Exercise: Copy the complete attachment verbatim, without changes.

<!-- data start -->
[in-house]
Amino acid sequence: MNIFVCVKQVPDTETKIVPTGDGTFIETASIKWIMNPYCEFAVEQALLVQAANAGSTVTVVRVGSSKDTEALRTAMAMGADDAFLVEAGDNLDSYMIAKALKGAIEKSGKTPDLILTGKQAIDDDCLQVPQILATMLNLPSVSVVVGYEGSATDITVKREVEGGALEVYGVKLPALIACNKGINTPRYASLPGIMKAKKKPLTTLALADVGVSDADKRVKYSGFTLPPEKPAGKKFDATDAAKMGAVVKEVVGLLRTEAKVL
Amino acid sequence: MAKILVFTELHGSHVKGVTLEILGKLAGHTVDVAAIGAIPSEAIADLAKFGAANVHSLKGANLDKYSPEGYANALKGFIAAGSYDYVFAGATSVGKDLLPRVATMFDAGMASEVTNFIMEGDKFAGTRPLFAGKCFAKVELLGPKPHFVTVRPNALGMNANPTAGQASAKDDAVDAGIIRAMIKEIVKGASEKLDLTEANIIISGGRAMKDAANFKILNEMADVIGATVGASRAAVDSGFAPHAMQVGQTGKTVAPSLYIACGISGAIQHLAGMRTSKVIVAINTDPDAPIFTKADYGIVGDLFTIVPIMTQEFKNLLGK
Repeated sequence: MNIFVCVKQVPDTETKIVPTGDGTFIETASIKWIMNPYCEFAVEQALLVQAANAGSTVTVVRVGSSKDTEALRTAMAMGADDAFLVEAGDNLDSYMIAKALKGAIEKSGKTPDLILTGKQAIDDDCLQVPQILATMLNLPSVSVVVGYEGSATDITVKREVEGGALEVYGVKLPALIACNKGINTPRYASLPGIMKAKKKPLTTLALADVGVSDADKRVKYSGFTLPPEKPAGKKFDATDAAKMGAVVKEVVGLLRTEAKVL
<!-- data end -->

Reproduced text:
[in-house]
Amino acid sequence: MNIFVCVKQVPDTETKIVPTGDGTFIETASIKWIMNPYCEFAVEQALLVQAANAGSTVTVVRVGSSKDTEALRTAMAMGADDAFLVEAGDNLDSYMIAKALKGAIEKSGKTPDLILTGKQAIDDDCLQVPQILATMLNLPSVSVVVGYEGSATDITVKREVEGGALEVYGVKLPALIACNKGINTPRYASLPGIMKAKKKPLTTLALADVGVSDADKRVKYSGFTLPPEKPAGKKFDATDAAKMGAVVKEVVGLLRTEAKVL
Amino acid sequence: MAKILVFTELHGSHVKGVTLEILGKLAGHTVDVAAIGAIPSEAIADLAKFGAANVHSLKGANLDKYSPEGYANALKGFIAAGSYDYVFAGATSVGKDLLPRVATMFDAGMASEVTNFIMEGDKFAGTRPLFAGKCFAKVELLGPKPHFVTVRPNALGMNANPTAGQASAKDDAVDAGIIRAMIKEIVKGASEKLDLTEANIIISGGRAMKDAANFKILNEMADVIGATVGASRAAVDSGFAPHAMQVGQTGKTVAPSLYIACGISGAIQHLAGMRTSKVIVAINTDPDAPIFTKADYGIVGDLFTIVPIMTQEFKNLLGK
Repeated sequence: MNIFVCVKQVPDTETKIVPTGDGTFIETASIKWIMNPYCEFAVEQALLVQAANAGSTVTVVRVGSSKDTEALRTAMAMGADDAFLVEAGDNLDSYMIAKALKGAIEKSGKTPDLILTGKQAIDDDCLQVPQILATMLNLPSVSVVVGYEGSATDITVKREVEGGALEVYGVKLPALIACNKGINTPRYASLPGIMKAKKKPLTTLALADVGVSDADKRVKYSGFTLPPEKPAGKKFDATDAAKMGAVVKEVVGLLRTEAKVL